This Mother Abused Her Autistic Son

By Ayesha Middya, Staff Writer

Courtesy of WPXI

27 year old Elena Lovorn from Arnold, Pennsylvania was recently accused of beating her 6 year old autistic son after he publicly defecated in his pants. A woman at the scene told police officers that Lovorn had ushered her son into a bathroom to change him but instead strangled and injured him. According to the woman, while the 6 year old wasn’t bleeding when he went in, he appeared to be badly hurt after coming out. Another witness recalled hearing the boy’s screams and attempting to open the bathroom stall door, only for it to be locked.

Reportedly, Lovorn struggled to deal with her son’s autism throughout his life, as he often struggled with basic tasks. His constant medical need for attention and help proved to be too much of a burden for his mother.

While Lovorn’s actions are blatantly unacceptable and should be condemned, we as a community must now go a step further and use this tragedy as an opportunity to move forward by educating ourselves on the struggles of raising autistic children. There have been countless reports of parents with varying socioeconomic backgrounds struggling to raise children on the autism spectrum. Many of these families find themselves with little to no support, whether emotional or physical.

More importantly, those who come from poorer backgrounds often don’t have the resources necessary for their children, such as therapists or specialized schooling. Many feel completely hopeless about their child’s future, not just because of their medical condition, but also because of the family’s financial status. With expensive healthcare and insurance, they don’t have many options.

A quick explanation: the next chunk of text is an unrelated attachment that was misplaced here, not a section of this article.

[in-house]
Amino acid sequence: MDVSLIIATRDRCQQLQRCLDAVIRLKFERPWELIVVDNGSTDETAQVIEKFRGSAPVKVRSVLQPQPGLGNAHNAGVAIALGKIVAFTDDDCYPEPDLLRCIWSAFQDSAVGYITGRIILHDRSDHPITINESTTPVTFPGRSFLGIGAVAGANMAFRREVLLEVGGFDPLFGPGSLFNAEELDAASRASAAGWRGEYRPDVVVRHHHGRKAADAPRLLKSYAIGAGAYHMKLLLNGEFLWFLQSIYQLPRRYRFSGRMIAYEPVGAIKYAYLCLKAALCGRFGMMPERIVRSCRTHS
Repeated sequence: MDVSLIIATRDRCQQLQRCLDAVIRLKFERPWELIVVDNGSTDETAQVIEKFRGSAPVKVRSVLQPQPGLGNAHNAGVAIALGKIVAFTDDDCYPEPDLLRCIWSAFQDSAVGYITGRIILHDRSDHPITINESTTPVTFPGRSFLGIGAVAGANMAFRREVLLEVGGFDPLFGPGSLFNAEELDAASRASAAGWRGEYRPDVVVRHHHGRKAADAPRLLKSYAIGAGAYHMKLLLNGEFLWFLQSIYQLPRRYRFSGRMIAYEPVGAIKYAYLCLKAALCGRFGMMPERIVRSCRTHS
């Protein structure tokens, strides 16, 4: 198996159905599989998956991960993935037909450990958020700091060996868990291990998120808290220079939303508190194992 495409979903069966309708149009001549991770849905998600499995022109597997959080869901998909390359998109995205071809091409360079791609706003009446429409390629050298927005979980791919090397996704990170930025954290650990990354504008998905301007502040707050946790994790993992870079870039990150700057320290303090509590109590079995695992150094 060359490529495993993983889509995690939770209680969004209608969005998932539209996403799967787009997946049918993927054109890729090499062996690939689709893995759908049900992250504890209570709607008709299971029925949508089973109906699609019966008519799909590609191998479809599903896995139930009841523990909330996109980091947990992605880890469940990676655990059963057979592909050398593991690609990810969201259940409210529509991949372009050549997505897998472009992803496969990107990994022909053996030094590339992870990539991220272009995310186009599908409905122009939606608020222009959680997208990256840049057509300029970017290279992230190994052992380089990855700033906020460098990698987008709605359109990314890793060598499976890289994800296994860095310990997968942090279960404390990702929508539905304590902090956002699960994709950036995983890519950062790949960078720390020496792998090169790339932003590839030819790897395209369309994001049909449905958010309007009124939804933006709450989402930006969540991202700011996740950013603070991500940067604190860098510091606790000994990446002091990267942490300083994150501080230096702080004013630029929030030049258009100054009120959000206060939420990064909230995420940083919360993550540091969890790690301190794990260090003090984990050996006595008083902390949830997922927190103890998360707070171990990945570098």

In addition to health care, autistic children need a strong and wide support system in order to thrive. Church members, school organizations, and neighbors are just three of the many communities that can help an autistic child learn to navigate through his/her difficult life.

While Lovorn’s actions are unmistakably horrifying and speak to her character as an individual, in order to create meaningful and effective change, we need not only to consider the effects of what she did, but also the causes; we cannot hope to identify a holistic solution without getting to the root of the problem.

Raising a child is, while simultaneously rewarding, difficult regardless of his/her medical condition. However, raising a child on the spectrum poses an especially great challenge. We need to establish stronger support for parents struggling to manage and raise their autistic children, as their children deserve the best.

Numerous new congressmen and congresswomen who are fighting to make changes within disability groups have been sworn into the United States Congress, which is a large step in the right direction. However, as a nation, we need to extend this fight beyond legislation and rally behind every autistic child and their families.